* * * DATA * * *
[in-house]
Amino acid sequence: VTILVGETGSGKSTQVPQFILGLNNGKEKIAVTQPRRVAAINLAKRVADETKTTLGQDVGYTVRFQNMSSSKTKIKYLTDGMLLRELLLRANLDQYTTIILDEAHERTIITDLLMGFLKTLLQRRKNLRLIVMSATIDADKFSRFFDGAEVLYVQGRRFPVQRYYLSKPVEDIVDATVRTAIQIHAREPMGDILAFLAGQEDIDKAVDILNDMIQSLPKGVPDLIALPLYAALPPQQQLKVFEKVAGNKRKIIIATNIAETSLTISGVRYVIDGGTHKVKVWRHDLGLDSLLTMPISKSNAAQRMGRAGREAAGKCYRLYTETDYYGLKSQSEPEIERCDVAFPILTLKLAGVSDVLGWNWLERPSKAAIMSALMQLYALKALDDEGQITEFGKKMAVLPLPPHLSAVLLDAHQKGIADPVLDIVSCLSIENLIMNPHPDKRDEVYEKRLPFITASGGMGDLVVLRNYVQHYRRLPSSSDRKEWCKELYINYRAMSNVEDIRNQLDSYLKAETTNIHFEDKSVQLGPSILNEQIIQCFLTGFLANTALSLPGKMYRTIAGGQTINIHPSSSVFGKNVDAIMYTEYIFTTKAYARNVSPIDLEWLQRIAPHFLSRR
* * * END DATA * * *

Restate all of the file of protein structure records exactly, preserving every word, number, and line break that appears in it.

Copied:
[in-house]
Amino acid sequence: VTILVGETGSGKSTQVPQFILGLNNGKEKIAVTQPRRVAAINLAKRVADETKTTLGQDVGYTVRFQNMSSSKTKIKYLTDGMLLRELLLRANLDQYTTIILDEAHERTIITDLLMGFLKTLLQRRKNLRLIVMSATIDADKFSRFFDGAEVLYVQGRRFPVQRYYLSKPVEDIVDATVRTAIQIHAREPMGDILAFLAGQEDIDKAVDILNDMIQSLPKGVPDLIALPLYAALPPQQQLKVFEKVAGNKRKIIIATNIAETSLTISGVRYVIDGGTHKVKVWRHDLGLDSLLTMPISKSNAAQRMGRAGREAAGKCYRLYTETDYYGLKSQSEPEIERCDVAFPILTLKLAGVSDVLGWNWLERPSKAAIMSALMQLYALKALDDEGQITEFGKKMAVLPLPPHLSAVLLDAHQKGIADPVLDIVSCLSIENLIMNPHPDKRDEVYEKRLPFITASGGMGDLVVLRNYVQHYRRLPSSSDRKEWCKELYINYRAMSNVEDIRNQLDSYLKAETTNIHFEDKSVQLGPSILNEQIIQCFLTGFLANTALSLPGKMYRTIAGGQTINIHPSSSVFGKNVDAIMYTEYIFTTKAYARNVSPIDLEWLQRIAPHFLSRR